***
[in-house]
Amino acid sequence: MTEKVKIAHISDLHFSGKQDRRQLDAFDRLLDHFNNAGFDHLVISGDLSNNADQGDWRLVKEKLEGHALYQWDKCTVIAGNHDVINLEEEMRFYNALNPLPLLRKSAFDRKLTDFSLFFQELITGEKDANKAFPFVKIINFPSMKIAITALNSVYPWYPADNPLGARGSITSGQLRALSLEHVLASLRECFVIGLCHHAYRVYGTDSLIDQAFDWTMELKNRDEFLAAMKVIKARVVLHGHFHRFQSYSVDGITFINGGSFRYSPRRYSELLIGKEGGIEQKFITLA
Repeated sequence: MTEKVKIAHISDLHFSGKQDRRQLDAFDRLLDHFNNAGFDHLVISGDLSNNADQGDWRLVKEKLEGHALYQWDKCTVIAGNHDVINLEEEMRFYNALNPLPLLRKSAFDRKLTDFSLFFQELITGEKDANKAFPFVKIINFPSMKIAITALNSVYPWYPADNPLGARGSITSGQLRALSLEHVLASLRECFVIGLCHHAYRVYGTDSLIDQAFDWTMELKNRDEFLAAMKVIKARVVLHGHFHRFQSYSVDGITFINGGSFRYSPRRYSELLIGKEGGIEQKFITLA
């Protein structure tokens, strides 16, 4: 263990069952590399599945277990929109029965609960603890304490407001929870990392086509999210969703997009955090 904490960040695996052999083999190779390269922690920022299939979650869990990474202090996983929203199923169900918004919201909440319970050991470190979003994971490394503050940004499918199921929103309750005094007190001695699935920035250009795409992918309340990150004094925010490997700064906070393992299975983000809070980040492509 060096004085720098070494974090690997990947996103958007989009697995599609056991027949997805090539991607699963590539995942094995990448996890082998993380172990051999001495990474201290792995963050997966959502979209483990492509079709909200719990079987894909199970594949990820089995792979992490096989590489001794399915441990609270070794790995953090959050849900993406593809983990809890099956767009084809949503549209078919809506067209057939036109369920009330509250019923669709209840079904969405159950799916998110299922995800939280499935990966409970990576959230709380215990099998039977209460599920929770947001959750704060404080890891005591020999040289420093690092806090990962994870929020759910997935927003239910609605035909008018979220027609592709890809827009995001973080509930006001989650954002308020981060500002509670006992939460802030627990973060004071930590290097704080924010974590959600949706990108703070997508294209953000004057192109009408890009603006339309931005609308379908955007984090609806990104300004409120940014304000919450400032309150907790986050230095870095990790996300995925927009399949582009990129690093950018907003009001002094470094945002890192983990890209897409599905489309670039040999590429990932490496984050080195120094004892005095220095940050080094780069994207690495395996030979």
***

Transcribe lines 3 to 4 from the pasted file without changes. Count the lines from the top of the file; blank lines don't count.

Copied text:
Repeated sequence: MTEKVKIAHISDLHFSGKQDRRQLDAFDRLLDHFNNAGFDHLVISGDLSNNADQGDWRLVKEKLEGHALYQWDKCTVIAGNHDVINLEEEMRFYNALNPLPLLRKSAFDRKLTDFSLFFQELITGEKDANKAFPFVKIINFPSMKIAITALNSVYPWYPADNPLGARGSITSGQLRALSLEHVLASLRECFVIGLCHHAYRVYGTDSLIDQAFDWTMELKNRDEFLAAMKVIKARVVLHGHFHRFQSYSVDGITFINGGSFRYSPRRYSELLIGKEGGIEQKFITLA
């Protein structure tokens, strides 16, 4: 263990069952590399599945277990929109029965609960603890304490407001929870990392086509999210969703997009955090 904490960040695996052999083999190779390269922690920022299939979650869990990474202090996983929203199923169900918004919201909440319970050991470190979003994971490394503050940004499918199921929103309750005094007190001695699935920035250009795409992918309340990150004094925010490997700064906070393992299975983000809070980040492509 060096004085720098070494974090690997990947996103958007989009697995599609056991027949997805090539991607699963590539995942094995990448996890082998993380172990051999001495990474201290792995963050997966959502979209483990492509079709909200719990079987894909199970594949990820089995792979992490096989590489001794399915441990609270070794790995953090959050849900993406593809983990809890099956767009084809949503549209078919809506067209057939036109369920009330509250019923669709209840079904969405159950799916998110299922995800939280499935990966409970990576959230709380215990099998039977209460599920929770947001959750704060404080890891005591020999040289420093690092806090990962994870929020759910997935927003239910609605035909008018979220027609592709890809827009995001973080509930006001989650954002308020981060500002509670006992939460802030627990973060004071930590290097704080924010974590959600949706990108703070997508294209953000004057192109009408890009603006339309931005609308379908955007984090609806990104300004409120940014304000919450400032309150907790986050230095870095990790996300995925927009399949582009990129690093950018907003009001002094470094945002890192983990890209897409599905489309670039040999590429990932490496984050080195120094004892005095220095940050080094780069994207690495395996030979």